Herr Melby looked up to the cobwebs on the ceiling, dusty grey. He breathed out every stress within him and explained:
“It’s not that I don’t…but…or even that I’m not…something is different now, it is so peculiar – I want to be with you, but I don’t feel we belong together, not like this.”
“Are you leaving me?”
“Leaving you? Leaving what? This?” And he gestured the windowless hut.
“It’s all we have!”
“I know. I know.”
Mosnes put his hand against Melby’s upper arm – it wasn’t shrugged away, but the muscle was tensed and his body twisted to lessen the pressure of the contact.
“So,” Mosnes continued, after the silence had returned; without the fussing of coffee-making the awkwardness was now gruesome. Mosnes spoke as if it was absolutely his intention, rather than out of obligation, and with a juvenile sarcasm awash with a hint of embarrassment at having been called like this.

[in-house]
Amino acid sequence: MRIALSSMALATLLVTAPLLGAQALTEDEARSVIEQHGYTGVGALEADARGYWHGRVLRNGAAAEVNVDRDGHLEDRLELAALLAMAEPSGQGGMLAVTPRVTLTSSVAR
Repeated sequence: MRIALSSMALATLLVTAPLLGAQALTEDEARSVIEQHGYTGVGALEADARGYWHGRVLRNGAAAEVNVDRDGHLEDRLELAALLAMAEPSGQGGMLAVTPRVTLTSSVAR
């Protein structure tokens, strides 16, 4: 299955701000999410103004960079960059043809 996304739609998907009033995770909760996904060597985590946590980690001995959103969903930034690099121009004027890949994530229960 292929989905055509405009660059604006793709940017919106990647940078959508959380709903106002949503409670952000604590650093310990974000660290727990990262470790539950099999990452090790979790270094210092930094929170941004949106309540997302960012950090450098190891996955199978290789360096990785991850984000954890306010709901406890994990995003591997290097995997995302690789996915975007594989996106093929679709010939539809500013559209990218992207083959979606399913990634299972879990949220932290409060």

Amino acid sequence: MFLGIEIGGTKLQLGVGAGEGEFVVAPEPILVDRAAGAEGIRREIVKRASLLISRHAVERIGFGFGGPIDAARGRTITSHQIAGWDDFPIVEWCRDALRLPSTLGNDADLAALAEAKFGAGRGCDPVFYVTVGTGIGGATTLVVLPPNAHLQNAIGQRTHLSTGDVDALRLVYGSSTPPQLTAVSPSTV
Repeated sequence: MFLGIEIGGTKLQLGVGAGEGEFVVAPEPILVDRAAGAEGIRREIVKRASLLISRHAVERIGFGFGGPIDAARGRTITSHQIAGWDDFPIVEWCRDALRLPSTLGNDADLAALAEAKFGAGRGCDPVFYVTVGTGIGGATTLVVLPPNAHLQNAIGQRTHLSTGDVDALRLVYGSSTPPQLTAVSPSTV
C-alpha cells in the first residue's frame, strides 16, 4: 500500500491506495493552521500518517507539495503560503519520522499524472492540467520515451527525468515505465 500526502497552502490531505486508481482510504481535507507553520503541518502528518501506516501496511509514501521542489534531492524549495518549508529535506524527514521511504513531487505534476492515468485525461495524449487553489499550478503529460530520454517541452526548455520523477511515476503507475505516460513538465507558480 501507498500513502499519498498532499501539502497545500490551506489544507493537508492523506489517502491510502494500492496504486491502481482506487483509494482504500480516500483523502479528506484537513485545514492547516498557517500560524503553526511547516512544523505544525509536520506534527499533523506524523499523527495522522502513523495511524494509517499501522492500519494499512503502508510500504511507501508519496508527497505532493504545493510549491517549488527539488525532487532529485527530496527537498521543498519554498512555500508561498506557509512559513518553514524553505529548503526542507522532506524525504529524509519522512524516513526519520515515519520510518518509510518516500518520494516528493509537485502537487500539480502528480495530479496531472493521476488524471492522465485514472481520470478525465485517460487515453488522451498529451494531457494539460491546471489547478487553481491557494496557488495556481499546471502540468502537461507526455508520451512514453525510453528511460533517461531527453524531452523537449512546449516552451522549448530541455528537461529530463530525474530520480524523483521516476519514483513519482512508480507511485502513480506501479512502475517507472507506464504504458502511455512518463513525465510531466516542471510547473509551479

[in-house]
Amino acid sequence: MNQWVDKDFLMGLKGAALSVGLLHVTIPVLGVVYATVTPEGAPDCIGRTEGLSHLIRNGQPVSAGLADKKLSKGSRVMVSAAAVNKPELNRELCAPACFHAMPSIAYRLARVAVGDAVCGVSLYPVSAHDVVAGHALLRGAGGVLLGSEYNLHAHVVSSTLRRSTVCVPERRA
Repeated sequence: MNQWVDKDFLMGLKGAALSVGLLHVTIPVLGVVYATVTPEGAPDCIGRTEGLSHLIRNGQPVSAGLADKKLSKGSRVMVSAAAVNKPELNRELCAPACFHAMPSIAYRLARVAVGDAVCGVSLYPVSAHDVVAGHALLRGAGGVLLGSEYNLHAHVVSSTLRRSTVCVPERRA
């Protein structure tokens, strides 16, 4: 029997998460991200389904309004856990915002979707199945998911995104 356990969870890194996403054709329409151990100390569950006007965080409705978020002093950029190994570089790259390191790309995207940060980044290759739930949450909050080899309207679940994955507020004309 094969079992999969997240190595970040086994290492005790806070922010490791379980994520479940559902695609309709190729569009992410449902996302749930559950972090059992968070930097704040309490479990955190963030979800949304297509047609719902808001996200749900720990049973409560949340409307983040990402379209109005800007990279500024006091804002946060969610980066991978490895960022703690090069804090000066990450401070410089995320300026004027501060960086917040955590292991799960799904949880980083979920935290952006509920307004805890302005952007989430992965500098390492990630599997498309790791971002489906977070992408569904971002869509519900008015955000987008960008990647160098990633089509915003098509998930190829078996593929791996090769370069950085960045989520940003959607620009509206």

“So, there is love and attraction, but you don’t want to meet me – well, that makes a lot of sense.”
“It makes no sense at all. Don’t you see?” And his voice raised a few semi-tones, almost the timbre of anger in it. “This is impossible for me – I don’t know how I can live without you, even though this is mostly all we have…”
“Had!” Mosnes amended, pointlessly, obstreperously. And Herr Melby’s look immediately told him this, Mosnes realised he wasn’t helping himself; Melby, realising he had made the right decision, found a new confidence buoyed his conviction.